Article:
A Quick View of SCADA in Oil and Gas

For quick and secure access to production and process data, a PC-based supervisory control and data acquisition (SCADA) system is often the best solution. Whether upstream, midstream or downstream in the process, data can be collected by the SCADA system using a variety of built-in tools. Once collected from controllers and smart devices, the data is stored and can then be distributed to local and remote user via PCs, smartphones and tablets.

SCADA Data Acquisition Tools

Writing custom code to collect data from today’s process operations is no longer necessary. These tools are now built-in to SCADA software packages, such as AutomationDirect’s Point of View. Tools that collect, acquire, store, monitor and display process data are now just configuration clicks away.

SCADA systems provide support for many communication technologies, allowing simple and quick connection to a variety of data sources. If you need to connect to data using Open Database Connectivity (ODBC), populate an Excel spreadsheet or SQL database, or exchange data with an ERP, modern PC-based SCADA software has the built-in tool needed to simplify these tasks.

Getting to the Data

Once the data is collected, local or remote access can be configured a variety of ways including:

  • Direct via the SCADA system
  • Via applications such as historians and ERP systems installed on a corporate intranet
  • Via a SCADA application installed in the cloud

Thin clients are popular for accessing, viewing and interacting with SCADA system data. One or more PCs or embedded platforms can have thin client software installed, and can access the SCADA system directly via Ethernet. This is a simple way to create a local HMI to access the central SCADA system.

Larger SCADA applications are often connected to historians and ERP systems running on servers installed on the corporate internet. These servers can not only store data locally, but can also upload it to the cloud.

Web-based thin clients are often used to access this cloud data, and these installations usually require an Internet Information Services (IIS) server, available in all but the most basic versions of Microsoft Windows. However, any browser can be used to access the information.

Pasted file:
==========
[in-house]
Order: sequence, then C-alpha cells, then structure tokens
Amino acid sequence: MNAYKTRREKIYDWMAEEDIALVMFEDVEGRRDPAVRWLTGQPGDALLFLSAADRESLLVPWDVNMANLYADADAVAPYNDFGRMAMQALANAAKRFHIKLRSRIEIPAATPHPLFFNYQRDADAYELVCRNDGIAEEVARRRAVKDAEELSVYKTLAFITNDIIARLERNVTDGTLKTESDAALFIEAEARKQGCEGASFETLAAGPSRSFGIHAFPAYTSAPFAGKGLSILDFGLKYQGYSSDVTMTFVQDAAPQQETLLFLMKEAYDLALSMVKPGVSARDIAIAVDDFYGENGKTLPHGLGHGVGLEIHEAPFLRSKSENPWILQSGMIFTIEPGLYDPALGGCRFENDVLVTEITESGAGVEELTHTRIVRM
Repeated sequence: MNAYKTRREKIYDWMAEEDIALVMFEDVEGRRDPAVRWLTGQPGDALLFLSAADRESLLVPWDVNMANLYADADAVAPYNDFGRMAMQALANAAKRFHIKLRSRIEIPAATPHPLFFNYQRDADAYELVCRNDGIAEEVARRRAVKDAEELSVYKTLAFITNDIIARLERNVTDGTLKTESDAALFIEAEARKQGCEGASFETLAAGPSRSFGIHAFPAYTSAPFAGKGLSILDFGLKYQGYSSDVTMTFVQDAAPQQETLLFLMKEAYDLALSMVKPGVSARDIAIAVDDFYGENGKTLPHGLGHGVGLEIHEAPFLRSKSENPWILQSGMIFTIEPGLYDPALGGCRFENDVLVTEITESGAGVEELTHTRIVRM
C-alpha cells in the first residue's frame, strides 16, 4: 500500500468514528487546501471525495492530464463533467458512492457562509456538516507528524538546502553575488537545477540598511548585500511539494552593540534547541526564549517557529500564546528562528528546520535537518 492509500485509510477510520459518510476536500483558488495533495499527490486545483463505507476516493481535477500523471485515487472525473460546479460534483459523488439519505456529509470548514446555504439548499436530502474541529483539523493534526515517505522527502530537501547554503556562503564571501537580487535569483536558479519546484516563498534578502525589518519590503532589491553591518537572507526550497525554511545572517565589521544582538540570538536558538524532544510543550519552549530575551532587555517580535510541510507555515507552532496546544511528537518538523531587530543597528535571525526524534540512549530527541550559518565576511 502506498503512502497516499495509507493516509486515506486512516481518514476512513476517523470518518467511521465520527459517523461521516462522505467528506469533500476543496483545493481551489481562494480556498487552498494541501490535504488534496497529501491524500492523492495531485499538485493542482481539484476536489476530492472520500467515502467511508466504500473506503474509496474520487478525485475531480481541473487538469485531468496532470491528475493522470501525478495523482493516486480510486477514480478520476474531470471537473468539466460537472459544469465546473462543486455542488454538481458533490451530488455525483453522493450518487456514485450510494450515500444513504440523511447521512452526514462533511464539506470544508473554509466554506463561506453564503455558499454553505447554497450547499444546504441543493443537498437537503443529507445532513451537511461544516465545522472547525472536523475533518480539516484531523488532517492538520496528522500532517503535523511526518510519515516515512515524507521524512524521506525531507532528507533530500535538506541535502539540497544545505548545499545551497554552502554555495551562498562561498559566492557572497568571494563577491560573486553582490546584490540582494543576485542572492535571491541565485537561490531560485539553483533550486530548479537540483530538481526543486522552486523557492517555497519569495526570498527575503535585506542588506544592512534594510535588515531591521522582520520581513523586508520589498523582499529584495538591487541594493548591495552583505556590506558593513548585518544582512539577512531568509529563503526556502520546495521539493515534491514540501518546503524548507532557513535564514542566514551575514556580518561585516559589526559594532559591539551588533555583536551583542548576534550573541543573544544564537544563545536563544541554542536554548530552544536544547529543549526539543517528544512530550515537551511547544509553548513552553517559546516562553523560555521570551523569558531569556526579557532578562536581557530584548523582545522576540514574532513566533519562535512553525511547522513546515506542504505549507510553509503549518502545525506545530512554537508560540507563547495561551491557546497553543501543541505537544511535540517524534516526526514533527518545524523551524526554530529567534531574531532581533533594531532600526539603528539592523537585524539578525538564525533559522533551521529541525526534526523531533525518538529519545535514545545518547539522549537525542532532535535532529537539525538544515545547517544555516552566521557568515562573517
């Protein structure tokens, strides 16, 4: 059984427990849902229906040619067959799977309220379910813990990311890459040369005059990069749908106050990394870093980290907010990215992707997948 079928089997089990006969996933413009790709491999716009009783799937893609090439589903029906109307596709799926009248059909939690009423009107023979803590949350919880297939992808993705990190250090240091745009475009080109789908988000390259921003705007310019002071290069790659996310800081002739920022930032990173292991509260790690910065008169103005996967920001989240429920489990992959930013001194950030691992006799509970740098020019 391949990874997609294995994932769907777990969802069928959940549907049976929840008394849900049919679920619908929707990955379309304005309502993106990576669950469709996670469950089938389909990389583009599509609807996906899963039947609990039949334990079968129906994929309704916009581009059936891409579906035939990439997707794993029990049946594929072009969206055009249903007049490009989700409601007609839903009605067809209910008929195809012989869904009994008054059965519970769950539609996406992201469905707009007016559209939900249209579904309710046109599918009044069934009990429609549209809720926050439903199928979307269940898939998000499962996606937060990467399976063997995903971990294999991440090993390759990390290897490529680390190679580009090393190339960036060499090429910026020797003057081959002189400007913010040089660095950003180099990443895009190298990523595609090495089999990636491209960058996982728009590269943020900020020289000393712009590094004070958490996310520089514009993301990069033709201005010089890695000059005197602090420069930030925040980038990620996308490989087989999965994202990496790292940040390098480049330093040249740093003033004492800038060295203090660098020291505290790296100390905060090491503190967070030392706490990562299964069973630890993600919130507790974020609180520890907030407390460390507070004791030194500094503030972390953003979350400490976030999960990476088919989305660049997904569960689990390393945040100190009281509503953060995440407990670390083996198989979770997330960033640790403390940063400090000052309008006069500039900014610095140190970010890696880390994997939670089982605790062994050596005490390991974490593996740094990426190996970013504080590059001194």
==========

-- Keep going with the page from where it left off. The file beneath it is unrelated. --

With SCADA applications running in the cloud, remote access from anywhere via the Internet and a web browser becomes available. These mobile thin client connections are made via PCs, smartphones or tablets.

Keeping it Secure

Any SCADA system with remote access should be properly secured by following these and other steps:

  • Limit connectivity
  • Use VPNs for corporate networks
  • Add encryption
  • Make most, if not all, access one-way, from the SCADA to the remote user
  • Limit access to only what’s required by each user
  • Restrict access to specific devices
  • Provide rigorous authentication for each remote device
  • Require users to change passwords frequently
  • For cloud implementations, vet the provider’s security procedures

Limiting connectivity reduces the number of security holes that may show up. When connecting the plant’s control network, less is better. And whatever is connected should use VPNs and encryption when feasible, as with corporate networks.

If control or set point changes are not needed from remote locations or certain uses, allow only one-way access for monitoring. Only allow access to the particular functions and devices required by each user. The users should also be challenged with rigorous authentication and passwords. For cloud implementations, take advantage of the cloud service provider’s cybersecurity program.

Working the Connections

Once users are remotely connected to the SCADA system, they can start reaping benefits such as quickly making production decisions to improve operations. Remote access can also help reduce production stoppages and improve safety by quickly informing the right personnel when issues occur.

Remote connection to SCADA in factory

Remote access enables monitoring of changes in pressure, flow, temperature and other process variables. The ability to monitor and quickly respond to adverse changes in the process can greatly reduce downtime. Process efficiency can be increased and costs reduced by using the SCADA system and its real-time analysis of the drilling, pumping or pipeline processes.

For more information, please see the article Modern SCADA Systems Improve Equipment Operations & Maintenance in the March 2016 issue of IEN magazine, authored by Jeff Payne, a Product Manager at AutomationDirect.

 

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